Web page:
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Innocents
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The Bristol Royal Infirmary Inquiry


SocietyGuardian.co.uk: Society: Bristol Royal Infirmary Inquiry
The Guardian Unlimited has compiled this special report on the Bristol Royal Infirmary Inquiry, including a timeline of events, profiles of key figures, and a Q&A about the Inquiry and its findings.

BBC News: The Bristol Heart Babies
The BBC provides Background Briefings in its Health section about the Bristol heart babies. Learn more about the people and procedures behind the increased death rate at the Bristol Royal Infirmary, and the questionable circumstances of the organ retention scandal.

Independent News: Bristol Heart Inquiry
The Independent presents a Health feature on the Bristol Royal Infirmary Inquiry. Articles cover the report and the Inquiry's findings, the patients and their families, the medical personnel found to be responsible for the high mortality rate, and describes the arterial switch procedure at the center of the investigation. From July 19, 2001.

The Bristol Case: A Serious Departure from Safe Professional Standards
The General Medical Council's private inquiry into the events at the Bristol Royal Infirmary concluded with sanctions against the three doctors involved. Here, the GMC describes the criteria by which they decided to discipline Dr. James Wisheart, Dr. Janardan Dhasmana, and Dr. John Roylance. This summary of the GMC's private inquiry into the events was published in GMC News, Summer 1998.

Hospital Doctor: "The Bristol Scapegoats"
This four-part series about "The Bristol Scapegoats" appeared in Hospital Doctor in September 2000, and is reprinted at the Bristol Surgeons Support Group Web site with permission of the Editor. Topics explored include the existence of a medical learning curve, the mythology that's sprung up around "whistle-blower" Dr. Stephen Bolsin, the role the National Health Service should have played in Bristol events, and the feasibility of measuring surgical performance.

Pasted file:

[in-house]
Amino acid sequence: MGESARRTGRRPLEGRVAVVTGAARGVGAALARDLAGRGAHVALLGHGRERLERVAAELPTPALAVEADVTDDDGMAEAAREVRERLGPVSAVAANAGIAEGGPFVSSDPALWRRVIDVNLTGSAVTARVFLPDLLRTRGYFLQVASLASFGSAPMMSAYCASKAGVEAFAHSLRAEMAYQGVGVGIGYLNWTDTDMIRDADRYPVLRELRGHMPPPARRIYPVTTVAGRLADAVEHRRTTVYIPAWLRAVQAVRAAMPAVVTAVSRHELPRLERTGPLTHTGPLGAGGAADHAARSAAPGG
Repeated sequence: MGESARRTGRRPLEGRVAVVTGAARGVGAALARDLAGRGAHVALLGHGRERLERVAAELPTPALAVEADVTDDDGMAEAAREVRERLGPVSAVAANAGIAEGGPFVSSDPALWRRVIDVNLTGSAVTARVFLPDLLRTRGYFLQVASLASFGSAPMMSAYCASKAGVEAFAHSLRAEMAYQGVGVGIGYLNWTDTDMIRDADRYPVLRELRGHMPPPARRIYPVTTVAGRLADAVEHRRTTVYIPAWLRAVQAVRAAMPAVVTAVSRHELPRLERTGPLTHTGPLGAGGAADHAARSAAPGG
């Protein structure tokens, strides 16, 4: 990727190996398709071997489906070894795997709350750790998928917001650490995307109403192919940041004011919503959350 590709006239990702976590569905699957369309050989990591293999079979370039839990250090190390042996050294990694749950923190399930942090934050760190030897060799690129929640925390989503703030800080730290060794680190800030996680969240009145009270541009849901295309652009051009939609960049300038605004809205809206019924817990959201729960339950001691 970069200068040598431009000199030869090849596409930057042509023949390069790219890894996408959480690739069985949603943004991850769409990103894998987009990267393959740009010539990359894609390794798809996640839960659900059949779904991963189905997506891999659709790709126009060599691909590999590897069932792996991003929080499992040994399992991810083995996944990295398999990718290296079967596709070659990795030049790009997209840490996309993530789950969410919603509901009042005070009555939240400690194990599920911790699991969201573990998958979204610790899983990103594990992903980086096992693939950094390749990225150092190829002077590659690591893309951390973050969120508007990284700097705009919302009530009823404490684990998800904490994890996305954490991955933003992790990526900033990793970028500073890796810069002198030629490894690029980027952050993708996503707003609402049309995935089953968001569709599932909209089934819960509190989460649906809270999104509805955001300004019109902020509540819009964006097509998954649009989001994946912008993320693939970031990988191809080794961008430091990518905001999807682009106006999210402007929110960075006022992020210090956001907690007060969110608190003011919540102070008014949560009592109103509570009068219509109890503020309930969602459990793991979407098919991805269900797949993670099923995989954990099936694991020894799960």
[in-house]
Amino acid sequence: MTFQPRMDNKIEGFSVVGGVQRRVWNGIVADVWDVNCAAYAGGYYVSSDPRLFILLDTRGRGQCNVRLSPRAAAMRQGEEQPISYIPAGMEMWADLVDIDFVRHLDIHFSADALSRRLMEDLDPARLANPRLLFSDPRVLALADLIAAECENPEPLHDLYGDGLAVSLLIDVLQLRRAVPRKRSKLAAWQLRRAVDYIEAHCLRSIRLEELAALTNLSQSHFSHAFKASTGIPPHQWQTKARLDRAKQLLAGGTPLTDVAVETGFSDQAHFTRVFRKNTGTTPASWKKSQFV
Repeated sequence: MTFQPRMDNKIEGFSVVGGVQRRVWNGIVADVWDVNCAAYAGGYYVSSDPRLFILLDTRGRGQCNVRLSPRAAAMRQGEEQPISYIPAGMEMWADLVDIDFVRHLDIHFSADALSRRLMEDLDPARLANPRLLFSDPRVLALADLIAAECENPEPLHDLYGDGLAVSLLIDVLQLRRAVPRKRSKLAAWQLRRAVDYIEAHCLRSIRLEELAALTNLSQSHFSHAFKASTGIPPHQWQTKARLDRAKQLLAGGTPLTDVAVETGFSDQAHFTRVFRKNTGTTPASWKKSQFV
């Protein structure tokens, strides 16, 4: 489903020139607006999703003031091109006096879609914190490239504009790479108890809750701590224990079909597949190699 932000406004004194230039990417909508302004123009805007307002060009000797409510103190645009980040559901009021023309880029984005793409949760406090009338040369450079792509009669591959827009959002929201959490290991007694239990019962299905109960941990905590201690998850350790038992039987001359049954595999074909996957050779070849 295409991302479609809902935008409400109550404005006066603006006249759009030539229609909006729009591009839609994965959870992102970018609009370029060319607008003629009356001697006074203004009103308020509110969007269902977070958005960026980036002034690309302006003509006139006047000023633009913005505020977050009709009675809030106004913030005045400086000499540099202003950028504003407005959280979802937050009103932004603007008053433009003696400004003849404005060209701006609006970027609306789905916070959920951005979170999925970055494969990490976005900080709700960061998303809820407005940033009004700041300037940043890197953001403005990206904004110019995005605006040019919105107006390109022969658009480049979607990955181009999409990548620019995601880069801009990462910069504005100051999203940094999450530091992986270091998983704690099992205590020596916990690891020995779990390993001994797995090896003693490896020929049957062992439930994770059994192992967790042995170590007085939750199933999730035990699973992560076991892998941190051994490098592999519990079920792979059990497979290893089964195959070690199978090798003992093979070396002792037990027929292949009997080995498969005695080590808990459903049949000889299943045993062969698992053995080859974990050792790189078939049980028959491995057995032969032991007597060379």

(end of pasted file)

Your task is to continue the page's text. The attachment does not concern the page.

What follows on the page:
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Innocents: Update


Bristol Royal Infirmary Inquiry
Find statistics, interim reports, daily transcripts of the public hearing, and the key recommendations of the final report, Learning from Bristol: The Report of the Public Inquiry into Children's Heart Surgery at the Bristol Royal Infirmary 1984-1995, at the official Web site for the inquiry into the management of care for children receiving complex heart surgery at the Bristol Royal Infirmary. Presented to Parliament by the Secretary of State for Health by Command of Her Majesty, July 2001.

After Bristol: The Humbling of the Medical Profession
Although the Bristol report has enjoyed nearly unanimous reception, Dr. Michael Fitzpatrick, author of The Tyranny of Health: Doctors and the Regulation of Lifestyle, questions its outcome. Was "gross professional misconduct" proven? Is it still accurate to characterize the medical profession as a "club culture"? Dr. Fitzpatrick believes that the seemingly responsive call to action is little different from a reform agenda that's been promoted for many years, and fears that the resulting proposals will ultimately undermine the necessary trust between doctor and patient. This article appeared in spiked on August 16, 2001.

SocietyGuardian: League Tables to Show Surgeon Death Rates
On January 17, 2002, Alan Milburn, the Health Secretary, announced that the first league tables of heart surgeon's death rates would be published within 30 days of surgery for every cardiac surgeon in England beginning in April 2004. The first report would cover the two preceding years, with other areas of discipline expected to follow. The Kennedy Report explicitly called for such an accounting measure.

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Bibliography


Bosk, Charles L. Forgive and Remember: Managing Medical Failure. Chicago: University of Chicago Press, 1981.
A frank examination of an American teaching hospital and how surgeons deal with medical mistakes.

Kohn, Linda T., Janet Corrigan, Molla S. Donaldson, eds. To Err Is Human: Building a Safer Health System. Washington, DC: National Academy Press, 2000.
The Institute of Medicine acknowledges the reality of medical error and sets out a national agenda for improving patient safety through the design of safer health systems.




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